Wednesday, August 28, 2013

Ethics and Morals

This semester, I'm taking a course in Human Resources Management.  It's a class I was pretty dang stoked to take, because it fits in really nicely with payroll, and other Accounting functions.  Additionally, any office job or job working with the public seems to require a given level of mastery of the skills taught in a human resources class.  Unfortunately it seems for me, the very second chapter of the semester deals in Corporate Ethics.  Womp, womp.

For the record, I believe that it is important to work for an agency or organization that adheres to a strong set of ethics.  However, I really, really, REALLY hate the manner in which this subject is addressed academically and in corporate training environments.  My text starts off by explaining the sources where people find their moral and ethical compass, religious texts as the primary example.  Duh.  However, in the very same chapter, they are talking about how we must respect the ethics policies of different cultures.  Ummmmmmm... why do we have to constantly have to contradict ourselves?  Why do we wholly admit that it is not okay to base a corporate ethics policy on religious tenants, but not okay to admit to these ideals, a-la Chick-Fil-A?  And more importantly, why do ethics trainers talk about ethics as a philosophical debate and concept, but then go on to insist that there is a "clear" answer???

Via


The point of philosophy, as I understand it, is that there is no "clear" answer, only a decision that is justified by a well-thought out and reasoned argument based on the ethics of an individual or a larger organization of people.  Making the assumption that all people see issues in the exact same way is so short-sighted.

And then the text went on to talk about Corporate Social Responsibility, and how it's not only a crucial aspect of HR, it's vital to a business' Employer branding.  2 pages later, CSR is deemed to be largely not viable on the global scale at this time, as changing regulations, foreign policy, and cost-saving measures often stand between doing the right thing and your bottom line.  So the take-away there is that you should practice Social Responsibility, but only in your own backyard.  Keep hiring the 6 year olds in China, though, while you're donating to the Ronald McDonald House in the town your business is headquartered in.  Holy Mackerel, does that ever reek of hypocrisy.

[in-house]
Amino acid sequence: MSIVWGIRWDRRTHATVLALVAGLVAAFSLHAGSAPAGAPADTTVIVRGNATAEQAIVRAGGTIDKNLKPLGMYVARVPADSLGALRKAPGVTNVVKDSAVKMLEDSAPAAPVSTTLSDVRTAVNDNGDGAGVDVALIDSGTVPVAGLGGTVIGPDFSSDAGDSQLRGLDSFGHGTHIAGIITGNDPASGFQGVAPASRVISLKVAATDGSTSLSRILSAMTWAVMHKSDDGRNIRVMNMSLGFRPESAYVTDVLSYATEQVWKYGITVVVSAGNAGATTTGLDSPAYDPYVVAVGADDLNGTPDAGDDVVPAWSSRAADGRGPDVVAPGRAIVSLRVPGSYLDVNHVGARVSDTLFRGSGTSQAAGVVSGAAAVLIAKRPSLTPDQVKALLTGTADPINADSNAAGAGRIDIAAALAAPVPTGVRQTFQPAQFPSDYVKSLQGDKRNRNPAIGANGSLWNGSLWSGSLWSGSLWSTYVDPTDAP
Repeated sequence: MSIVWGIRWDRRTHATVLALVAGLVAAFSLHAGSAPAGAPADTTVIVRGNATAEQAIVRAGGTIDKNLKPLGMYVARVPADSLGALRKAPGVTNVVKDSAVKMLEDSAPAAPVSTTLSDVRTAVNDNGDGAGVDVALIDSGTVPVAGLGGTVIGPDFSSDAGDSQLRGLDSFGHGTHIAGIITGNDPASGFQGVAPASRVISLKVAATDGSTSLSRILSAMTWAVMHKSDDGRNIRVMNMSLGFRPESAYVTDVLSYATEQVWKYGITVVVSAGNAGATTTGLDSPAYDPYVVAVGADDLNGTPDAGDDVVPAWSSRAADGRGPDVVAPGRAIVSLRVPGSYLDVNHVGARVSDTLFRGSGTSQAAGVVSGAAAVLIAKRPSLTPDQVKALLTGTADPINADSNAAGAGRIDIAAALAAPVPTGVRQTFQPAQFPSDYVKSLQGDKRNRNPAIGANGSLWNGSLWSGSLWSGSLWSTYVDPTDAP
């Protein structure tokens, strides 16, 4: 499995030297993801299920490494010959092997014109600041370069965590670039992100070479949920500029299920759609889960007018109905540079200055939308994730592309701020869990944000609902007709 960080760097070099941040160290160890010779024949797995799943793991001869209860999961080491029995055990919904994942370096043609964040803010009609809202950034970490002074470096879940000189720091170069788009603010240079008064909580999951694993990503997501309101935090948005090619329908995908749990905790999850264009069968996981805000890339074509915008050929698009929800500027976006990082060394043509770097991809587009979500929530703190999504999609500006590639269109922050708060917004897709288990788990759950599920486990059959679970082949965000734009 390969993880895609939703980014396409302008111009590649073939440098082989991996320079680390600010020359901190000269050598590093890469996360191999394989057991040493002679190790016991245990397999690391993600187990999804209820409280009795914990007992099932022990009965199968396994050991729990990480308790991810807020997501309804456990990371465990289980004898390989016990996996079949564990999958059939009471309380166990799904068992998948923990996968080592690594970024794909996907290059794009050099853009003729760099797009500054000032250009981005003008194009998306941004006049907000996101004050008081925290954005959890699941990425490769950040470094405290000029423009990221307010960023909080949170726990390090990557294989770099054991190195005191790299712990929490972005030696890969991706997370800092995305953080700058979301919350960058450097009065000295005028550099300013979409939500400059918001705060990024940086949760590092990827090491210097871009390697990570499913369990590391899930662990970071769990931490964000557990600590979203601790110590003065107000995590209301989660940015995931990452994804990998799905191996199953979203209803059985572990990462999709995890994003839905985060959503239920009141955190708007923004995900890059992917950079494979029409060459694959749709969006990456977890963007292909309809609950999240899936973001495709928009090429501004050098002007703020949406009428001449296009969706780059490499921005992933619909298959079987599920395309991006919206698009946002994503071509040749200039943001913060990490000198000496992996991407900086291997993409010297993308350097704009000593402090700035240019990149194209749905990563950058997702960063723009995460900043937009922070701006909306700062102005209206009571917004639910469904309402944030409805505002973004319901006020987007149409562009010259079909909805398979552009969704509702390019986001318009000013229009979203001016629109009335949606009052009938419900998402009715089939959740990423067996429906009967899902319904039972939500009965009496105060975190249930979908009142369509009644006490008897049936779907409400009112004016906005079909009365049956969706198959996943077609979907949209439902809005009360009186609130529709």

Google said it best:  "Don't be evil".  I don't understand why we have to make it more than that.  Be a good person, and do the best that you can.  Work for a company whose values align with your own.  Support businesses that do things you like, and don't spend your money at places that do evil things.  Let Capitalism ring, people!!!  **Steps off soap box**

I really hope this chapter is not setting the tone for this entire textbook.  Since I have the honor of taking most of my classes online, I tend to develop strong feelings about textbooks and their authors.  If this is any indication, it could be an awfully long semester...

4 comments:

  1. I like the way you think. This is what drives me crazy about so many classes I've taken. I wonder of they even bother to think about the garbage they teach us and how conflicting most information is.

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  2. Well the real question is when did business schools stop being part of the business community as apprenticeships and the like and thrust in to universities as part of academia, so much so that now they have to bring in business people from the outside. This really makes no sense. Not everything requires a 4 year degree; business is one of those things. I think Bob Lutz http://www.youtube.com/watch?v=4rp0KTGxt9E gives some good talks on this, and how tragic it's been for American business. At this point you are probably thinking perhaps this person is right, and not an idiot, let me fix that for you.

    As for let capitalism ring, that's what gave us our current economic problems, exported child labor, exported lack of environmental policies etc; unchecked capitalism is an issue, especially with a poorly educated populace, as we have. As we gut education especially for the poor, and most Americans aren't rich, only about 1% are, well they make uneducated decisions. If people only worked for companies that shared their ideals most of the country would be out of a job, and if people only bought from companies that shared their values, everyone would be naked, hungry, and very bored. Companies don't share my values, they only care about making more money, that's what they are designed to do, make money, nothing more, the the question is, what is money? Why is money important? As for Google and do no evil, these are the people giving the (redacted) information on your fellow citizens.

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  3. "Don't be evil."

    what would the world be like if we all just lived by that?

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  4. It's so hard to fully know how one spends a dollar though - there are some apps that track the product from development though to sale for good behaviour, but there aren't that many and even I (a person who feels pretty strongly about this type of thing) don't use one.

    There are some companies that show that you can be successful AND have good corporate practices. I think Patagonia is one of them, but we have to be willing to pay for those ethics.

    You're right it's full of hypocrisy, not just from businesses though, but from all of us.

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